The Golem is probably the most famous Jewish monster out there. He got his first film role in the 1920s, and has had guest appearances in almost any long-running series with a “Monster of the Week” plot-structure. Whenever an author creates yet another bland kitchen-sink fantasy world, the Golem is there, representing thousands of years of Jewish superstition. If the number of appearances in the Dungeons&Dragons Monster Manual is any indication of a monster’s success and infamy, the Golem really did fulfil the age-old Jewish dream of making it big in the USA.
This blog is not about the Golem. It’s about the underdogs. Over millennia, Jewish writers created a vast, imaginary world filled with demons, fabulous beasts and demi-human monstrosities, a world where vast deserts cover the open gates of Hell, and where singular individuals can traverse planes of existence and wield awesome powers. Compared to all this, the Golem is just a clumsy block of clay.
I was first exposed to the world of Jewish mysticism when I was 17. I found a copy of biography of 17th-century false Messiah, Shabbetai Zvi. It was written Gershom Scholem, the pioneer of Academic Kabbalah Studies, and was an attempt to reconstruct the world as Zvi perceived it – as a battleground between worldly and heavenly forces, where strange, symbolic rituals could change reality and bring redemption to all. I was shocked. For me, as a secular Jew, Judaism was mostly embodied by the long, droning prayers mumbled half-heartedly during holiday dinners. Now it suddenly became more colourful, and certainly much more interesting.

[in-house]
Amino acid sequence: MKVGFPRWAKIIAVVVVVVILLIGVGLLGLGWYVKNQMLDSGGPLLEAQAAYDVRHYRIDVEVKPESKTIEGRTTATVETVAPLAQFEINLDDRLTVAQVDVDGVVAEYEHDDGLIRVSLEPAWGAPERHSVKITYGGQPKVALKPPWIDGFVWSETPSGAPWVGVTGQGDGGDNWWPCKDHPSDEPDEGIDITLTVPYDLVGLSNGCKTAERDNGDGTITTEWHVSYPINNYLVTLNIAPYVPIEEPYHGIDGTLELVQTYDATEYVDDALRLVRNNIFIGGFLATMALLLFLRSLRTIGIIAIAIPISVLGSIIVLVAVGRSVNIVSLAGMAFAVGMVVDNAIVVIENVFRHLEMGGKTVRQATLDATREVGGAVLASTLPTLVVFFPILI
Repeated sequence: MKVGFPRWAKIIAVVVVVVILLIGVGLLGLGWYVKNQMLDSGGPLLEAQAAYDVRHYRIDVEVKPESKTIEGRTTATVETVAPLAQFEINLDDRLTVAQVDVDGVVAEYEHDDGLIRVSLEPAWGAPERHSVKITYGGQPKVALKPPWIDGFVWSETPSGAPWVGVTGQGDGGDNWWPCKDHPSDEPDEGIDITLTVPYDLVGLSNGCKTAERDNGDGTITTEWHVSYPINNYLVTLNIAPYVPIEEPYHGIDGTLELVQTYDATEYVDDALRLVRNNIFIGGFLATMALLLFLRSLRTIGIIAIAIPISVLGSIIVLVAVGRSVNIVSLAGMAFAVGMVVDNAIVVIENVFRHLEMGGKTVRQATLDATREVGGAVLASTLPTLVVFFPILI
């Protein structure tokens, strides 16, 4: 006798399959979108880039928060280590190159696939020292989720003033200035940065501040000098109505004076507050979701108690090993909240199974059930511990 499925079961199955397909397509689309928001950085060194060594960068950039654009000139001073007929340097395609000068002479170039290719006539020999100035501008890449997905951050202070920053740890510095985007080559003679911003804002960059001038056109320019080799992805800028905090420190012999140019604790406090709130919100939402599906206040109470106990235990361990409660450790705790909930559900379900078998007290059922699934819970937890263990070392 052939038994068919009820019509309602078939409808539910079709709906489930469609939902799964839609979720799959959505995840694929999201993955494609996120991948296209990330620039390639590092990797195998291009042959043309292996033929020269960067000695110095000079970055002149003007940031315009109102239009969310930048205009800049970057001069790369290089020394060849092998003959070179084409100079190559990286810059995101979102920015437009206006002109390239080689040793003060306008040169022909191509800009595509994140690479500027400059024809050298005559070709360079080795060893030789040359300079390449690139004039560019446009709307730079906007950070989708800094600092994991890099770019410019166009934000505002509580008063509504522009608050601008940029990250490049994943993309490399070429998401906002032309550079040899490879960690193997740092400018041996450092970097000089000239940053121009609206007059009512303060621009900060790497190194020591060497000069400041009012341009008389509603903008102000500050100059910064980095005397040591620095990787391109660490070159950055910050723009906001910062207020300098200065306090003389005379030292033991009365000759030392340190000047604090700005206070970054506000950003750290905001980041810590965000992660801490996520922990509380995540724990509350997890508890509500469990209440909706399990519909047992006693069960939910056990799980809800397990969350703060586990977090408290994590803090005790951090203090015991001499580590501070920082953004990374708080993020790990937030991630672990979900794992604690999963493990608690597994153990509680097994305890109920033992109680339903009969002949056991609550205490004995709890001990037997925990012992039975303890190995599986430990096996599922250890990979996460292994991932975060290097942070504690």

I want to introduce the English-speaking reader this vast literary tradition which is readily available to speakers of Hebrew. While there are certainly numerous academic publications in English exploring these traditions, I want to make my blog more of an easy reading for folks with short attention spans. I will translate short texts when they’re interesting – the ones that present fantastic elements, creatures or plots – and skip the parts that are not. I will not bother with a perfectly accurate translation, and will completely ignore the word-plays that make an important part of many esoteric texts. I want you to find these texts as fascinating as I did.
In a much debated article, Michael Weingrad asks why there is no Jewish Narnia, why no author takes the rich traditions of Jewish mysticism and uses them as building blocks for modern works of art and fiction.
My answer is that these traditions, once locked in the dusty book cabinets of Beit Hamdirash (the traditional Hall of Study), are now locked in the dusty book cabinets of the Jewish studies departments in American and Israeli universities. This blog is my humble attempt at setting them free.